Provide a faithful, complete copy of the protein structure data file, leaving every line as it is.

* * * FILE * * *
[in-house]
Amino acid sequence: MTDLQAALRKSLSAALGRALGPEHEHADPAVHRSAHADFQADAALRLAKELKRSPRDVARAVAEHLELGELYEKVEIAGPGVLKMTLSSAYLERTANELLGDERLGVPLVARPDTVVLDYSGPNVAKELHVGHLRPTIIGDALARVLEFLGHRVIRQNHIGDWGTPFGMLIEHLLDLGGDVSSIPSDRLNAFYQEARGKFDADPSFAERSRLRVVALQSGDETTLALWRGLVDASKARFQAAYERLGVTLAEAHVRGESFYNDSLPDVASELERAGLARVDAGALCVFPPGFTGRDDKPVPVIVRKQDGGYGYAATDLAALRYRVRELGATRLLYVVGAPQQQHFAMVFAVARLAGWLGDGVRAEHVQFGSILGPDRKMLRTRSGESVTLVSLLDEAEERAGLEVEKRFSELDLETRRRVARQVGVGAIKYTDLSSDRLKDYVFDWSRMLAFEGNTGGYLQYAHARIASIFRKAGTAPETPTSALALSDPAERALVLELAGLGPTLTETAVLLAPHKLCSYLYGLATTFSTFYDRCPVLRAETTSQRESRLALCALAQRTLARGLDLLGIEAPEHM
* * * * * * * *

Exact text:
[in-house]
Amino acid sequence: MTDLQAALRKSLSAALGRALGPEHEHADPAVHRSAHADFQADAALRLAKELKRSPRDVARAVAEHLELGELYEKVEIAGPGVLKMTLSSAYLERTANELLGDERLGVPLVARPDTVVLDYSGPNVAKELHVGHLRPTIIGDALARVLEFLGHRVIRQNHIGDWGTPFGMLIEHLLDLGGDVSSIPSDRLNAFYQEARGKFDADPSFAERSRLRVVALQSGDETTLALWRGLVDASKARFQAAYERLGVTLAEAHVRGESFYNDSLPDVASELERAGLARVDAGALCVFPPGFTGRDDKPVPVIVRKQDGGYGYAATDLAALRYRVRELGATRLLYVVGAPQQQHFAMVFAVARLAGWLGDGVRAEHVQFGSILGPDRKMLRTRSGESVTLVSLLDEAEERAGLEVEKRFSELDLETRRRVARQVGVGAIKYTDLSSDRLKDYVFDWSRMLAFEGNTGGYLQYAHARIASIFRKAGTAPETPTSALALSDPAERALVLELAGLGPTLTETAVLLAPHKLCSYLYGLATTFSTFYDRCPVLRAETTSQRESRLALCALAQRTLARGLDLLGIEAPEHM